Enhancing community connections in Cincinnati, by reclaiming alleys, sidewalks, and steps for the pedestrian.
Located between West McMillan and Warner Streets, in the heart of Clifton Heights, this alley serves as a spine that bisects the neighborhood. For some, Schorr Alley is either never considered or an afterthought; for others, it carries a reputation of being poorly lit and harboring suspicious activity. Last addressed in 2008, for the Great American Cleanup, the alley was described in the CUF Newsletter as having been, “a small city street that was littered with years of debris, stones, trash, overgrown weeds, and yard waste dumping.” The southern end is nearly impassable, due to high weeds, broken glass, and hidden refuse. Therefore, its southbound, one-way designation from Warner Street is meaningless. Residents along Wheeler Street and West Clifton Avenue must drive the wrong way to leave home.
Length: approx. 1100 feet
Alley right-of-way: 10 feet
Cross streets: None
Substrate/pavement type: Brick, paved over with asphalt for most of its northern half
Notable challenges: Its length, lack of interruptions, and parking restrictions at both ends, make it impossible to place a dumpster on nearby public property for cleanups. Three street lamps light the alley at night, while the middle lamp is motion activated.
Recent activity: August 18th. Seven dedicated volunteers weeded the alley, trimmed overhanging branches, and swept most of its length. A cleanup opportunity is set for September 22nd, where volunteers will break down and bag branches and refuse. Keep Cincinnati Beautiful has agreed to coordinate removal of the bags afterward.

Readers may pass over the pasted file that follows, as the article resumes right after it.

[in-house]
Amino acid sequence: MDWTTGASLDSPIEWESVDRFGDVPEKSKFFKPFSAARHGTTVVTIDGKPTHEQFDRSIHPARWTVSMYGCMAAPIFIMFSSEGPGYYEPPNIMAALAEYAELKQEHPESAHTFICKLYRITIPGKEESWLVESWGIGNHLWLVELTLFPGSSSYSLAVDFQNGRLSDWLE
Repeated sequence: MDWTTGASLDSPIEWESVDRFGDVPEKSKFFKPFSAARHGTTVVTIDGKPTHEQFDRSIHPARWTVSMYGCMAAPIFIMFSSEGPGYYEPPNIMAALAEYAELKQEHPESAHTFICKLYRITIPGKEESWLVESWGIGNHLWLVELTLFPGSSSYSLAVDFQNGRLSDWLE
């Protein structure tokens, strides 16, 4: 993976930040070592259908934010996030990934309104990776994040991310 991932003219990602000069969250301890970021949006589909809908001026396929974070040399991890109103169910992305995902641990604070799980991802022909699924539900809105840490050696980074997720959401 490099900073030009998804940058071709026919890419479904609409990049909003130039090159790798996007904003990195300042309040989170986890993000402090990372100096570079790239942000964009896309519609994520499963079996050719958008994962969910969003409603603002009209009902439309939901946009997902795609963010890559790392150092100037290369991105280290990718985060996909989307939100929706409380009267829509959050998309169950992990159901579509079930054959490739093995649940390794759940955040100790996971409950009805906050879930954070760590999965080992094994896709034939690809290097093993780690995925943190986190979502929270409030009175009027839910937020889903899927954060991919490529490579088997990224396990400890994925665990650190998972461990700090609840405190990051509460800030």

Opportunities for improvement: Schorr Alley is wonderfully situated between the core of Clifton Heights and its student housing, and the popular Clifton Heights Business District. The University of Cincinnati is less than two blocks away from the northern end of Schorr Alley. These factors give great opportunities for volunteerism and integration of the alley with student/community-led, homegrown creativity.
We envision Schorr Alley as something like a souk, the narrow and bustling street market commonly held in Middle Eastern countries. Schorr Alley’s anchors–the business district and the neighborhood–can give the corridor much needed support for such a marketplace. Locally-produced foods and soft goods, crafts, art, musicians scattered throughout–something for everyone. And even a few visitors could make the market appear to be bustling, thereby attracting more onlookers. Souks are essentially “alley markets” in countries like Morocco and Israel. Souks are not common in the United States, particularly the alleys with widths found in Cincinnati. We seek to change that. In Schorr Alley, vendor booths would have to shift from side to side, since it is 10 feet wide, in order to keep it navigable. However, many sidewalks in Over-the-Rhine and Downtown possess the same width.
More information on Cincinnati Alley Souks–coming soon.